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Workplace eyewash may cause eye infections, report says

Production and research laboratories and medical facilities in Colorado and across the country may be exposing their employees to eye infections. According to a recent Infosheet report by the Occupational Safety and Health Administration, the employees most at risk are those who flush their eyes at potentially contaminated workplace eyewash stations.

OSHA requires eyewash facilities to be present in work environments where employees face the danger of eye exposure to harmful substances containing at least 0.1 percent of formaldehyde. This includes HBV and HIV research laboratories, production facilities and any workplace where the employees handle corrosive chemicals. However, employees using the stations may be washing their eyes with contaminated water because the emergency equipment was not correctly maintained.

If the water in the eyewash station remains unchanged for a long period, it can become stagnant, inviting the growth of organisms such as Legionella, Pseudomonas and Acanthamoeba. Then, when employees use the contaminated water, they may be in danger of a serious illness or infection. First, the harmful eyewash may increase the risk for eye injuries, which could lead to an eye infection. Secondly, the tainted water might also affect employees suffering certain skin problems and diseases such as lupus, cancer or any sickness whereby their immune system is weakened.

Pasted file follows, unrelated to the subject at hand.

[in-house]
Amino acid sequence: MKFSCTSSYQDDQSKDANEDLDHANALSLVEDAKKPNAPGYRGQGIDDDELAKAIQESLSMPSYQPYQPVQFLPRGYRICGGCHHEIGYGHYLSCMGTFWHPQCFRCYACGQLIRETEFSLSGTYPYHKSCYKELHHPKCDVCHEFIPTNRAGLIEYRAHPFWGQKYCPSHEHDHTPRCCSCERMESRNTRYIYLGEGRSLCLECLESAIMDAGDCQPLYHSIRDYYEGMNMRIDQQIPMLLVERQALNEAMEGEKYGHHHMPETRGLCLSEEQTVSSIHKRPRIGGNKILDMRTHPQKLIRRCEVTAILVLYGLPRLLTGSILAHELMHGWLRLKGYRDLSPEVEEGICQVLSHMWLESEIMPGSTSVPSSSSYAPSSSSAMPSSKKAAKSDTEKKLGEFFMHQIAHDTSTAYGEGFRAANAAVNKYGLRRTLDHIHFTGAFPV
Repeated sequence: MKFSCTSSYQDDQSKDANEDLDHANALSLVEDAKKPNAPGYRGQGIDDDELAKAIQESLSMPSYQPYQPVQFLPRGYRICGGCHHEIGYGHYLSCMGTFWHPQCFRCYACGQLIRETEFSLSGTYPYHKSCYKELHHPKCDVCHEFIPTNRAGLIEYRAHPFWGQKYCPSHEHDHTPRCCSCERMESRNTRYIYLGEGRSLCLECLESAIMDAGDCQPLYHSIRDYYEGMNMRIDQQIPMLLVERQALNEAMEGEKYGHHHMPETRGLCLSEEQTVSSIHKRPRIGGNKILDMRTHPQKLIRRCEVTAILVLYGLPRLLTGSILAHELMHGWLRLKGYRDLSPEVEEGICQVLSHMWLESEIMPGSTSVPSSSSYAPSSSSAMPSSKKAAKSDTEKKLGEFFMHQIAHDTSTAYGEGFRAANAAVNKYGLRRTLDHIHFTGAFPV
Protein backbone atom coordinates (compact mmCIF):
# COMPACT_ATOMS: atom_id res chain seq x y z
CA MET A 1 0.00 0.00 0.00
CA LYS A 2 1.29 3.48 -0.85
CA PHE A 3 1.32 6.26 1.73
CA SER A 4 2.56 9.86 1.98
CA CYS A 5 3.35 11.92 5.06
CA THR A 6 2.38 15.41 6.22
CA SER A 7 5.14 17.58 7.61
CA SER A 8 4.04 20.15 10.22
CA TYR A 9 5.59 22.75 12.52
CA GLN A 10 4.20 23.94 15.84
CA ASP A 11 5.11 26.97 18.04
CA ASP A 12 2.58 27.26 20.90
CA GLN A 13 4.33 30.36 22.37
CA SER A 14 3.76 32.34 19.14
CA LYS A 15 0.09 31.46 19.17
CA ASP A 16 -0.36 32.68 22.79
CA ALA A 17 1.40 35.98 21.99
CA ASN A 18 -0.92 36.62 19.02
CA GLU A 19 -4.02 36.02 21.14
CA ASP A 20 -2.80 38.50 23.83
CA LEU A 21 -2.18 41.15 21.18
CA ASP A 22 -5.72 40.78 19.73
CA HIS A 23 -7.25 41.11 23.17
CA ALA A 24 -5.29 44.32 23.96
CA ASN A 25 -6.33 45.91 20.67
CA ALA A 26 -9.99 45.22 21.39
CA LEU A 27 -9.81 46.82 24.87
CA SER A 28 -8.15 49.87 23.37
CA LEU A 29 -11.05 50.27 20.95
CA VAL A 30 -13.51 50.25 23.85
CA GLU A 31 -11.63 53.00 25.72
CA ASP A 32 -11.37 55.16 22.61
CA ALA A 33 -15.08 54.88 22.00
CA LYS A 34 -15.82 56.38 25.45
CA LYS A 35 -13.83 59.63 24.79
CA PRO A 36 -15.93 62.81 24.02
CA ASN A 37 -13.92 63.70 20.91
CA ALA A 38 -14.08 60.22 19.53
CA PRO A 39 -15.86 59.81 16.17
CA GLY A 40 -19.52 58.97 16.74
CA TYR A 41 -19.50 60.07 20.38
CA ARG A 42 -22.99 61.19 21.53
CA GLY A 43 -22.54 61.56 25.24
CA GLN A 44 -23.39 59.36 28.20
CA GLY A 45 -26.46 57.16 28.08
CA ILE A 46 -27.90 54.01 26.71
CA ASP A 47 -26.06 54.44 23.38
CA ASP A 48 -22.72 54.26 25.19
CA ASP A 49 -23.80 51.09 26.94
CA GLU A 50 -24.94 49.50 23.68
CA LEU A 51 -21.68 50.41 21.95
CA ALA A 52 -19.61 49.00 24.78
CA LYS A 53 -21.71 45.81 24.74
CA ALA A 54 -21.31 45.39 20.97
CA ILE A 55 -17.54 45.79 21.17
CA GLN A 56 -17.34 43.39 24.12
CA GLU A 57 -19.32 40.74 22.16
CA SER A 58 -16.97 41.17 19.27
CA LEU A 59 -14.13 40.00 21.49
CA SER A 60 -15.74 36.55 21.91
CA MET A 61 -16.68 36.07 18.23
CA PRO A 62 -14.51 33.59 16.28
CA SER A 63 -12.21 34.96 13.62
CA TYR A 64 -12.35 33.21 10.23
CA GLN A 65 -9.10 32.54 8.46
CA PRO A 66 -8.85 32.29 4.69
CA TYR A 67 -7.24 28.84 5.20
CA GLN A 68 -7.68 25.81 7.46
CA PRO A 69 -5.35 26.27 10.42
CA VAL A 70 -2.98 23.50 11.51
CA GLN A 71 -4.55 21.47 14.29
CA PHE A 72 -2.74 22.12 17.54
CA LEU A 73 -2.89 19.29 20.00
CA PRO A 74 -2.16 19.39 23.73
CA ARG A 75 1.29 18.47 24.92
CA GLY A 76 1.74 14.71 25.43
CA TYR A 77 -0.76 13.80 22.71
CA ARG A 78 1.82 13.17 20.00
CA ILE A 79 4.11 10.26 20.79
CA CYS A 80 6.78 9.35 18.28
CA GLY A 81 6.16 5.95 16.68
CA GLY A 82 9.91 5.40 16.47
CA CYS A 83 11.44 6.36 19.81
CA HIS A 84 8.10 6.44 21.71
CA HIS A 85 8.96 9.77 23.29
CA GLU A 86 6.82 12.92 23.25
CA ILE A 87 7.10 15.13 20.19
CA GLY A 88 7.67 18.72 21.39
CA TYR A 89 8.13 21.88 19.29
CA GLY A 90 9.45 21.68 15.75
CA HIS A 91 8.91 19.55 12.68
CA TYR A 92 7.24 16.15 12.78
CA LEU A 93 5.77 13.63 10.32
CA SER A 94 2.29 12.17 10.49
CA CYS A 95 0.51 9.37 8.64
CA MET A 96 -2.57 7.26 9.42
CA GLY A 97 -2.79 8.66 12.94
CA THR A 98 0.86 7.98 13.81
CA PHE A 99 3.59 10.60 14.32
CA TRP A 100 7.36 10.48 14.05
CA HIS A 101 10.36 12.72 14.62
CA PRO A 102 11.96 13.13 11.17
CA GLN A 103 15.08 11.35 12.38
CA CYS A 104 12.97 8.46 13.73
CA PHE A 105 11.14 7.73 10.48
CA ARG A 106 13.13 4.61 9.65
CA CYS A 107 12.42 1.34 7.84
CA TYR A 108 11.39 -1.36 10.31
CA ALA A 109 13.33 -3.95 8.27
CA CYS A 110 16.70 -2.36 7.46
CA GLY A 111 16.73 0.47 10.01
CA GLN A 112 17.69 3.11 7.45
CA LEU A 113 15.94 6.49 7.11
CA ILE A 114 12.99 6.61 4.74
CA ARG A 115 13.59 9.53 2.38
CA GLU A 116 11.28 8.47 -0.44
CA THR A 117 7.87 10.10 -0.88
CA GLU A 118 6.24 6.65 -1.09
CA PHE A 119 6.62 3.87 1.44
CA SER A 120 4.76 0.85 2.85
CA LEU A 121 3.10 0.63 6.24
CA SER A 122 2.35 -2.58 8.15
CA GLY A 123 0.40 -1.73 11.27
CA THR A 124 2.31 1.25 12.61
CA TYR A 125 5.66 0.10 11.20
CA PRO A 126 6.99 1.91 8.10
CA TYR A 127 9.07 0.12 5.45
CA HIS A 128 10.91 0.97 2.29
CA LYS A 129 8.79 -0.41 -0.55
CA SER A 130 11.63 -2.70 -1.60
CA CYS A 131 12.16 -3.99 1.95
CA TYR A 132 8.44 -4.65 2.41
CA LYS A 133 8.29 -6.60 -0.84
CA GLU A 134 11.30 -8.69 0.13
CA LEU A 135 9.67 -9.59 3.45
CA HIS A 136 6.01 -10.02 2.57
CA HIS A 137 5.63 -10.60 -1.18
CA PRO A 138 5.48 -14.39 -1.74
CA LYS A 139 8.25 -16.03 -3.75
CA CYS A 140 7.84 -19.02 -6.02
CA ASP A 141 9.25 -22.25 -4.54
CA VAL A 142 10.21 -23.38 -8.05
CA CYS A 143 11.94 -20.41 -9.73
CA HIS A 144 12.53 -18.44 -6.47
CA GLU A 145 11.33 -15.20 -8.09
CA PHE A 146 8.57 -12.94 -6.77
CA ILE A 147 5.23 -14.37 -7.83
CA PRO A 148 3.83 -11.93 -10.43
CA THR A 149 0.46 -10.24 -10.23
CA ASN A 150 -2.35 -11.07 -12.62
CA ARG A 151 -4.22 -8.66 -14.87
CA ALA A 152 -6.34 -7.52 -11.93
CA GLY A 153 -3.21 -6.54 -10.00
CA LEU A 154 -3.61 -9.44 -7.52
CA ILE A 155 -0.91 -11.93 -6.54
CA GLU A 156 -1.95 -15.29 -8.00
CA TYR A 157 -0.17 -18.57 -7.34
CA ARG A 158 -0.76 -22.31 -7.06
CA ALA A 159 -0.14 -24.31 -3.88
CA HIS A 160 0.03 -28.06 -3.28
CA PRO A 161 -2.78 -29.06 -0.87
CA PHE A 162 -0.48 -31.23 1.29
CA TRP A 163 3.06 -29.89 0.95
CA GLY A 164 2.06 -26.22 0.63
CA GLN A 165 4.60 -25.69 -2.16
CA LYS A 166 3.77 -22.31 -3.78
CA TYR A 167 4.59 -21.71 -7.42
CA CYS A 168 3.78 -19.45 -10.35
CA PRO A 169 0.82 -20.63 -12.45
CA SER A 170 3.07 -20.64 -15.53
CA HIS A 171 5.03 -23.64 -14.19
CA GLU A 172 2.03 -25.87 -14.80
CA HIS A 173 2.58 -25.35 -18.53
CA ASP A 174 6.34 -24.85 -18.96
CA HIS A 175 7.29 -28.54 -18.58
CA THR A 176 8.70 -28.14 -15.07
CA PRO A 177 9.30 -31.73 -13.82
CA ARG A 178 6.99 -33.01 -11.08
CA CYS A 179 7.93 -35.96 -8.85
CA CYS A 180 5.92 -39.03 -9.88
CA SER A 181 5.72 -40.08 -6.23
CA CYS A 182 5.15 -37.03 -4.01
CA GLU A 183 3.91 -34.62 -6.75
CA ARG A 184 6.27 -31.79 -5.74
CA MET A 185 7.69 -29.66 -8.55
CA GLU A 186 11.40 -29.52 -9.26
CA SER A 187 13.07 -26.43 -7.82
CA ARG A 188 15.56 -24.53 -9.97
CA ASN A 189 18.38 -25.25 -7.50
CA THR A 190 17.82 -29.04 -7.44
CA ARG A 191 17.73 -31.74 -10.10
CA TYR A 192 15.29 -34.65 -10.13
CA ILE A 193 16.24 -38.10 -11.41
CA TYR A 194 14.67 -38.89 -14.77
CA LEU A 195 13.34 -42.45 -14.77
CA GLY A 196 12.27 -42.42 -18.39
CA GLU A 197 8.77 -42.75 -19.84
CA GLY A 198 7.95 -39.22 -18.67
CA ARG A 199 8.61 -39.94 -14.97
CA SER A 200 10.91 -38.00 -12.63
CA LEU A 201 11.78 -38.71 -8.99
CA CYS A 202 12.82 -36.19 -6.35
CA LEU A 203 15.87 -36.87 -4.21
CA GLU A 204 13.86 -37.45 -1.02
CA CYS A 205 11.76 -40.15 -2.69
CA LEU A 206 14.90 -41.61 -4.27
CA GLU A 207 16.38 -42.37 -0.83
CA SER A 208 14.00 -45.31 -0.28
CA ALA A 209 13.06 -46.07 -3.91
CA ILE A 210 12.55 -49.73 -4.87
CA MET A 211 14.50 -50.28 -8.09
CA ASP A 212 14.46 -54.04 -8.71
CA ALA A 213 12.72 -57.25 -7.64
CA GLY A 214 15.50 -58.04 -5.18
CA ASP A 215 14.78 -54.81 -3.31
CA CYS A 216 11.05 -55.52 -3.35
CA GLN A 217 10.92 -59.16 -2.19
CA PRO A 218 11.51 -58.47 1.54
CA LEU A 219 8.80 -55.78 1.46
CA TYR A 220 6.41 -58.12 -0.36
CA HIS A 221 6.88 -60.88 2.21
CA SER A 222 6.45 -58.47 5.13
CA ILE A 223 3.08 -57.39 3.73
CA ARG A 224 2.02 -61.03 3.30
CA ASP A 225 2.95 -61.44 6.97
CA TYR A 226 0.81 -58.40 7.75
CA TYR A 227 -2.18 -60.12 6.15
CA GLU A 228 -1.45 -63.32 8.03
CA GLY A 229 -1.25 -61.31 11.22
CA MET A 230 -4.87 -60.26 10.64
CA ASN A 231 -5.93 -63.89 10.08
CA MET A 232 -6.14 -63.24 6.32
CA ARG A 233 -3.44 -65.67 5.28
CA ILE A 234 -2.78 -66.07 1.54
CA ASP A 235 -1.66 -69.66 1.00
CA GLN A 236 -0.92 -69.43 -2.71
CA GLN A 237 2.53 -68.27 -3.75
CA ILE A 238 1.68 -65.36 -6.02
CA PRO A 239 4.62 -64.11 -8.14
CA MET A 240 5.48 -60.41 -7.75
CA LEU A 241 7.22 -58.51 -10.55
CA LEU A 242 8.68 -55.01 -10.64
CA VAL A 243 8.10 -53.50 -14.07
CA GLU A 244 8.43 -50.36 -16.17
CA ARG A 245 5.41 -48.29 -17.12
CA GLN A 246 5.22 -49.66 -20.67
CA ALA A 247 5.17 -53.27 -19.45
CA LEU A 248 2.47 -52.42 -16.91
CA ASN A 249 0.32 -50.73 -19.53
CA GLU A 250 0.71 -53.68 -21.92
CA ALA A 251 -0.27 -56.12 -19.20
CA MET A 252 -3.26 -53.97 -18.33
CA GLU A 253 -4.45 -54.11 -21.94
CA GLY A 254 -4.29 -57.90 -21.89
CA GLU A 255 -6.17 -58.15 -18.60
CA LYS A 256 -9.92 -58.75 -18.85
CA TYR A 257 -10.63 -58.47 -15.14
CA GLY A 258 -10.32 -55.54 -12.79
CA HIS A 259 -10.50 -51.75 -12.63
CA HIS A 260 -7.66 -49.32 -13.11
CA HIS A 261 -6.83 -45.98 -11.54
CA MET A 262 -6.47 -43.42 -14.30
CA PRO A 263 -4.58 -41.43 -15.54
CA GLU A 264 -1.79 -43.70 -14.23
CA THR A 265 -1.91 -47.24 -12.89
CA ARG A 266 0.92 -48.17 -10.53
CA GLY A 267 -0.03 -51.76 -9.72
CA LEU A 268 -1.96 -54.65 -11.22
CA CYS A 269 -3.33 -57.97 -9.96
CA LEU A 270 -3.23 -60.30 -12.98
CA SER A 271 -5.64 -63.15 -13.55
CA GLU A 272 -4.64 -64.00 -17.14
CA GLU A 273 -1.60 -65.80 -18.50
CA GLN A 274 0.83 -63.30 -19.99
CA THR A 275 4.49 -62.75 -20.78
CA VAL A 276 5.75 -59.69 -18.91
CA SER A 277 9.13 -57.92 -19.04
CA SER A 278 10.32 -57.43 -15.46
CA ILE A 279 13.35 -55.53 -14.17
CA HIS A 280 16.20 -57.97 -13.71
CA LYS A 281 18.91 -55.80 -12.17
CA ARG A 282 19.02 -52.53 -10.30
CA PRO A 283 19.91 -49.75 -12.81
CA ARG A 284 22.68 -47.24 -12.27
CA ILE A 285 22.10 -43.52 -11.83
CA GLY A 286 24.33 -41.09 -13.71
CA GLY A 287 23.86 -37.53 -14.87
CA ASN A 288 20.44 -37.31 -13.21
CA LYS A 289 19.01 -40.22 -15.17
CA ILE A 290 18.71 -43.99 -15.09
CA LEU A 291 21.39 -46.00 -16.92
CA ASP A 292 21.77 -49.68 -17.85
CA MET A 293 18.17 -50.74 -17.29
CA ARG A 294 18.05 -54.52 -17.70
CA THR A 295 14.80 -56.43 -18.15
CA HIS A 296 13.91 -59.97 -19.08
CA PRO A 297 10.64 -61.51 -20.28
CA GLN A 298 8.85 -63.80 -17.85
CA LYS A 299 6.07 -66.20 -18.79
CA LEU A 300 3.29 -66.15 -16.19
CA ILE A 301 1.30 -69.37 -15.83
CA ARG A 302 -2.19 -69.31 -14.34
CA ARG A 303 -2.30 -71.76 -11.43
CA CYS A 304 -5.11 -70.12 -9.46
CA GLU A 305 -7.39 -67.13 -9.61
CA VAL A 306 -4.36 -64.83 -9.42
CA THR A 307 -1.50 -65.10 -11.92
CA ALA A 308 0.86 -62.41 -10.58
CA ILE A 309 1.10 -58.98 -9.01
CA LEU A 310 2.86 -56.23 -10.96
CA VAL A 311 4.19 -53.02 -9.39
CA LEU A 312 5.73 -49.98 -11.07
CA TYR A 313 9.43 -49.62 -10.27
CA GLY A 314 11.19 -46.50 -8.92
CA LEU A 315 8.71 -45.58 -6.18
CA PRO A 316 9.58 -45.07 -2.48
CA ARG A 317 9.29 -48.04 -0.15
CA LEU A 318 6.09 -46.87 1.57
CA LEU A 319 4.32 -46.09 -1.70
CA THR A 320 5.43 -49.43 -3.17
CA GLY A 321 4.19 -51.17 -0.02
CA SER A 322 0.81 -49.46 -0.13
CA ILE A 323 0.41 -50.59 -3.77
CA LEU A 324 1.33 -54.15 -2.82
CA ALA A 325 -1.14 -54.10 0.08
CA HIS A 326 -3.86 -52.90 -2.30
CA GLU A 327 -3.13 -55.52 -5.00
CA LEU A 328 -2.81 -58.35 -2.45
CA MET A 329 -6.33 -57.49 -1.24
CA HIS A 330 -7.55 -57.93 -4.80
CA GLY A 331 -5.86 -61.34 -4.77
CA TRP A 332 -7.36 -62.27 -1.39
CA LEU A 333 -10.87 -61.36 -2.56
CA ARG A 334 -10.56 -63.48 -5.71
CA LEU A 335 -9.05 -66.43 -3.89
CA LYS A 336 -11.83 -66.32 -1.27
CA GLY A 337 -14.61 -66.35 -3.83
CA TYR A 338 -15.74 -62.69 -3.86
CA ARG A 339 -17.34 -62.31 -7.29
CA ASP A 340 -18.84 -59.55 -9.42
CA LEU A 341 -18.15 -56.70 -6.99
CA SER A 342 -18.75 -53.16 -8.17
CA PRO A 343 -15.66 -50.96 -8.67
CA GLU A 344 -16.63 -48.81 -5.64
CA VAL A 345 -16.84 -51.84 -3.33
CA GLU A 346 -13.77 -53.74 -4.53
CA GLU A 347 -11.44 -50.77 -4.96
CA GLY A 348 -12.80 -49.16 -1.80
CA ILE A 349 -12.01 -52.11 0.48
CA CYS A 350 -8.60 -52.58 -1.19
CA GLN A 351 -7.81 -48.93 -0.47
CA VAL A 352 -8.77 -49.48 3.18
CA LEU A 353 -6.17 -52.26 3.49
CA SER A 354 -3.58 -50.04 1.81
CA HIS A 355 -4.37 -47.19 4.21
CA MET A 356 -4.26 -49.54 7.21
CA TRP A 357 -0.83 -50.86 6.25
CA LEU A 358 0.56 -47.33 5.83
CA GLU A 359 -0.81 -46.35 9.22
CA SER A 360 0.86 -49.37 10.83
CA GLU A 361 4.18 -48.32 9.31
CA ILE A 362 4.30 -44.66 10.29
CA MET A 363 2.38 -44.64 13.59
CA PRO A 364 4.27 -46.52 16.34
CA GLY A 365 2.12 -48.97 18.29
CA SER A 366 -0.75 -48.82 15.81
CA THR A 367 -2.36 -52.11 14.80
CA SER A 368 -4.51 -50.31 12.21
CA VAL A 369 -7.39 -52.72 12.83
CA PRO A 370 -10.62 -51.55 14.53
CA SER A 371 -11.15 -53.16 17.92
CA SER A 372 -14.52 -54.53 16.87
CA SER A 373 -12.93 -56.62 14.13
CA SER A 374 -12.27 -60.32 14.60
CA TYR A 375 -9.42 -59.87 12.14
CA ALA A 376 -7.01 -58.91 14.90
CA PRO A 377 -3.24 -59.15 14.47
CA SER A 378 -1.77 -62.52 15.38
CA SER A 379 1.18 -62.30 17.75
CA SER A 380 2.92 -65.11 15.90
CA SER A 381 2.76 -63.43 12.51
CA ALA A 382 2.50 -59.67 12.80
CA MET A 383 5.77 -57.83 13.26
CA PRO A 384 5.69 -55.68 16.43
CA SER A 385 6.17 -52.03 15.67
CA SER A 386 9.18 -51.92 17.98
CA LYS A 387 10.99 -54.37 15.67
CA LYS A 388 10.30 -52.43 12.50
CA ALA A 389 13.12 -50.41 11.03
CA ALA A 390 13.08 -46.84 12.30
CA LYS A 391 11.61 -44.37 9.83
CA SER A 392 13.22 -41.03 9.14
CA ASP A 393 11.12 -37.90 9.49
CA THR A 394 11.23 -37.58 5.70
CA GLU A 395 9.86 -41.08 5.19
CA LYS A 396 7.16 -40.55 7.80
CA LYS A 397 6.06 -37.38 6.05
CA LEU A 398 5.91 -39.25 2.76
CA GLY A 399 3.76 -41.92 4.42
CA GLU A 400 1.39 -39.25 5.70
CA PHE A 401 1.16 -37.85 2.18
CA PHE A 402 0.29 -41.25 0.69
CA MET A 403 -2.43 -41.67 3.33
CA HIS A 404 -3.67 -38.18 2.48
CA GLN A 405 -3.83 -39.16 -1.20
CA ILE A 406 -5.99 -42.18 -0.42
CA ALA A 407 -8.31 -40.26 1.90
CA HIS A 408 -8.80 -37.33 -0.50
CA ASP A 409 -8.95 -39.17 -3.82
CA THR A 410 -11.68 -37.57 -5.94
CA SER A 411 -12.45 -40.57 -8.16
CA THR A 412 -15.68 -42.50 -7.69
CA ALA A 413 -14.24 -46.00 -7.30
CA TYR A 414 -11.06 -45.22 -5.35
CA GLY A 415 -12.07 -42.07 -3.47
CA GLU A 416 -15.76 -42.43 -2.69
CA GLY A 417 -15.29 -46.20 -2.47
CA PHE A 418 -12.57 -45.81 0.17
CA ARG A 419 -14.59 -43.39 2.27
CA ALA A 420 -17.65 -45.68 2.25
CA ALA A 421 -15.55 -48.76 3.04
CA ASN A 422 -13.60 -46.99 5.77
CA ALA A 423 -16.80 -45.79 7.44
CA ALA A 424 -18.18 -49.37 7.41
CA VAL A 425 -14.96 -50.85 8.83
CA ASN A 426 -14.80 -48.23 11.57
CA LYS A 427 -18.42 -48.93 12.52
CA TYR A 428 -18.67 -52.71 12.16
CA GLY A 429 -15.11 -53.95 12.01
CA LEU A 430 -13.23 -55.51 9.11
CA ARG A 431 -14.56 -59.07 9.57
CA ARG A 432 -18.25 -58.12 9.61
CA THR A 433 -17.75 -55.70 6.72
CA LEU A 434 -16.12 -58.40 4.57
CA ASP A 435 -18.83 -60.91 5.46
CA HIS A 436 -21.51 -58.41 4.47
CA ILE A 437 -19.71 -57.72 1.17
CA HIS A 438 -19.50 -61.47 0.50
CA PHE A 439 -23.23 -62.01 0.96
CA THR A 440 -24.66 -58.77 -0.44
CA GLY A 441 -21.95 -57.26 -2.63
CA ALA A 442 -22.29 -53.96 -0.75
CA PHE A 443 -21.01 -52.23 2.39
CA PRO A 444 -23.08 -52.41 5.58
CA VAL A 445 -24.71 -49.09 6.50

To avoid the possibility of contaminated eyewash station water, employers are required to flush these systems regularly by strictly following the product's maintenance guidelines. The report stated that employers must adhere to the ANSI/ISEA standard, Z358.1-2014 regarding weekly maintenance of the company's plumbed systems.

Employees suffering a serious injury or illness directly linked to their workplace have the right to file a workers' compensation claim. Benefits under the claim may include a certain percentage of the employee's wages and medical costs related to the workplace accident or illness. Many people who have been injured on the job obtain the assistance of an attorney when preparing and filing their claims.

Source: OH&S Online, "OSHA Warns of Contaminated Eyewash Water", Aug. 7, 2015

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